The future is complex and there will be many opportunities and risks. Our main objective is to keep our clients informed and provide the most appropriate support, foster collaboration and help raise the business case for sustainability.

If you have any questions or would like to discuss any sustainability issues, please contact our experts today, who will be happy to advise you on the best course of action.

 

Photo: Gary Ullah Flick Creative Commons

 


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Why MEES is Changing Behaviour Two Years Ahead of the Compliance Date

The Minimum Energy Efficiency Standards (MEES) regulations will make it unlawful from April 2018 to let buildings in England and Wales which do not achieve a minimum Energy Performance Certificate (EPC) rating of E. This will initially apply to new lettings and renewals only, but from 2023 will apply to all existing leases as well.

John Alker, Director of Policy and Communications at the UKGBC stated that MEES is “The single most significant piece of legislation to affect our existing building stock in a generation”. I would certainly agree with this on a number of levels.

 

But doesn’t MEES have its flaws?

YES!

Firstly, the minimum standard is based on an EPC rating but as we know, EPCs are renowned for their lack of correlation to actual energy performance and that, as a commoditised service, quality diminished significantly putting into question the accuracy and usefulness of many EPCs.  Note that the Government is aware of this issue and has entered into a consultation process designed to improve quality assurance of EPC assessments.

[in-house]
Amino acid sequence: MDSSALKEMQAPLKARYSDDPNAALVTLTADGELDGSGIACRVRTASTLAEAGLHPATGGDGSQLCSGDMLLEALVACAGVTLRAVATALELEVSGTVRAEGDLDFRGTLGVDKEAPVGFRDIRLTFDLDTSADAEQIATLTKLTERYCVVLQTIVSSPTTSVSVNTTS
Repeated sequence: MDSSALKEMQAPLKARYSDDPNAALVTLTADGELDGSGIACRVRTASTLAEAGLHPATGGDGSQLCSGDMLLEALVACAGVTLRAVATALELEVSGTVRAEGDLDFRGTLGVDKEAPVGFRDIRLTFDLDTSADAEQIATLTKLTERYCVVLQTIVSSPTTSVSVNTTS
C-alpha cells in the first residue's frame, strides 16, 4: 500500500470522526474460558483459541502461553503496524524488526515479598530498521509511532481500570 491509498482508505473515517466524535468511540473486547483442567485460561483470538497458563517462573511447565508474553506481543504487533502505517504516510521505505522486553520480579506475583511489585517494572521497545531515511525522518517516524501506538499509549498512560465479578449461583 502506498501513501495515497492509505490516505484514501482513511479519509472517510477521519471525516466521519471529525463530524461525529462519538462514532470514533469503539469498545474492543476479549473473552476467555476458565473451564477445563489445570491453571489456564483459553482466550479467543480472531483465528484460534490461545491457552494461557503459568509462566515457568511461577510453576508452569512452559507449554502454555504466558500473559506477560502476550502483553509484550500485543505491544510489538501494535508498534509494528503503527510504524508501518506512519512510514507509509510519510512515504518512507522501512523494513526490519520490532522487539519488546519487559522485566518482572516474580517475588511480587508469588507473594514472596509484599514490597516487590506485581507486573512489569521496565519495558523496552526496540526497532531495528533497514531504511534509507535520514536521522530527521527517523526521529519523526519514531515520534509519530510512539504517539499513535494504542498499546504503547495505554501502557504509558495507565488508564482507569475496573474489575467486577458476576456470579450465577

Secondly, EPC calculations are linked to building regulations, so as regulations get tougher, so does the ability to achieve a decent rating making MEES a moving target. Many have suggested that EPCs produced pre 2011, if re-modelled now, could be up to two ratings lower. If correct, this could potentially see in excess of 30% of building stock, at risk to 2018 regulations.

However, this is not what we are experiencing, primarily due to the poor quality of many existing EPCs. As an example, EVORA recently re-evaluated shopping centre units with an EPC ratings E – G, where the rental value of these units exceeded 75% of the total ERV of the scheme. The original EPCs were of poor quality, as shown through the use of defaults. By completing accurate EPCs, EVORA was able to secure at least a D rating and therefore mitigating MEES risks for the next 10 years.

It is also not yet clear what the future trajectory will be for the minimum standard, although it is possible that this will be raised come 2023. This makes refurbishment planning challenging for landlords, who generally work on ten year cycles.

Finally, there are a number of exemptions, not least the requirement to have the consent all of tenants, which is surely a get out of jail free card for any landlord.

MEES and Behavioural Change

Despite these flaws and challenges we are seeing a significant change in behaviour well in advance of the 2018 compliance date. This shouldn’t be a surprise. MEES has the real potential to adversely impact many key value drivers including occupancy, rental growth, liquidity, cost of finance and yield on sale.

 

Greater Rigour Required

As such, it is focusing minds to ensure EPCs are carried out professionally and with rigour, whilst taking steps to understand portfolio risk supported by an appropriate strategy to mitigate.

As an example, more sophisticated energy modelling is being undertaken using Dynamic Simulation software packages to ensure the accuracy of EPCs and to better understand the opportunities to improve both energy performance and the EPC rating. We are currently supporting Hines on a major refurbishment in Canary Wharf, providing energy simulation modelling to ensure the design intent improves both the energy efficiency of the building as well as the EPC rating.